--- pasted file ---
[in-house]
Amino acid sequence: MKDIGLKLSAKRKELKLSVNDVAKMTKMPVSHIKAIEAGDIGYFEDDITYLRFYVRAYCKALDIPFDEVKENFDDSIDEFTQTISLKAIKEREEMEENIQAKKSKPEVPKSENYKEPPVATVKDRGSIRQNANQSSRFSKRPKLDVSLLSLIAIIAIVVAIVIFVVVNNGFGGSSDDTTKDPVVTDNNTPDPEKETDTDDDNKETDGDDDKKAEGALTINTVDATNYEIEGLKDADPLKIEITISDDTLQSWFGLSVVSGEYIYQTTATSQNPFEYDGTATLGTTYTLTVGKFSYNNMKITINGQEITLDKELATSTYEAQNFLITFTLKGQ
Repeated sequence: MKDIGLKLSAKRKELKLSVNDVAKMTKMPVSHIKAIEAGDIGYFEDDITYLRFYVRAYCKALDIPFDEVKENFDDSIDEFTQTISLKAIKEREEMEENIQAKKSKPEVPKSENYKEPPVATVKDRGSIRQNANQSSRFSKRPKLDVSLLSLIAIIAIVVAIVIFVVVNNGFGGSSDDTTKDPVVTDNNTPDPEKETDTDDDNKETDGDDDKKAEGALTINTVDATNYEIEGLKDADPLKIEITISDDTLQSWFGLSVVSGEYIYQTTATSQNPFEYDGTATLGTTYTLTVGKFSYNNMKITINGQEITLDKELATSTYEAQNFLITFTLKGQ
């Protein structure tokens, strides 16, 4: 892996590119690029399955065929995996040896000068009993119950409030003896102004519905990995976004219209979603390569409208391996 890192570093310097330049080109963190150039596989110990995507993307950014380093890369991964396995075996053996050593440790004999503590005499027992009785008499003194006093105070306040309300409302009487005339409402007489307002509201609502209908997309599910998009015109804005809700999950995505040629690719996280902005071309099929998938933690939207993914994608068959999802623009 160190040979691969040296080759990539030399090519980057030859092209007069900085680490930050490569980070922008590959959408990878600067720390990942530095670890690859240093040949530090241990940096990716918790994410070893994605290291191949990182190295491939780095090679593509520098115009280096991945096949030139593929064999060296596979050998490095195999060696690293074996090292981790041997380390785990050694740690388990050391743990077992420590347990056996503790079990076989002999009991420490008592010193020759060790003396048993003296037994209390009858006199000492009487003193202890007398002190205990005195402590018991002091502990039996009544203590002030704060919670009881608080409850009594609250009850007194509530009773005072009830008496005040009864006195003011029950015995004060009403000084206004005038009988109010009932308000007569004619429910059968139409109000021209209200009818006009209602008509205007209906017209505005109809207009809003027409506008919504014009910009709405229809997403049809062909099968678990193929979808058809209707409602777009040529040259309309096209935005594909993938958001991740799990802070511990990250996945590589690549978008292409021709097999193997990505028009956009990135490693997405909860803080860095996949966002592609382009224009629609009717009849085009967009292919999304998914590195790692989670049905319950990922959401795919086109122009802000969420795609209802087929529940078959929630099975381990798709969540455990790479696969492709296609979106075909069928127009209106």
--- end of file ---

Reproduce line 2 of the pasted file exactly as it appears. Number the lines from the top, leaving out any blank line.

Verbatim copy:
Amino acid sequence: MKDIGLKLSAKRKELKLSVNDVAKMTKMPVSHIKAIEAGDIGYFEDDITYLRFYVRAYCKALDIPFDEVKENFDDSIDEFTQTISLKAIKEREEMEENIQAKKSKPEVPKSENYKEPPVATVKDRGSIRQNANQSSRFSKRPKLDVSLLSLIAIIAIVVAIVIFVVVNNGFGGSSDDTTKDPVVTDNNTPDPEKETDTDDDNKETDGDDDKKAEGALTINTVDATNYEIEGLKDADPLKIEITISDDTLQSWFGLSVVSGEYIYQTTATSQNPFEYDGTATLGTTYTLTVGKFSYNNMKITINGQEITLDKELATSTYEAQNFLITFTLKGQ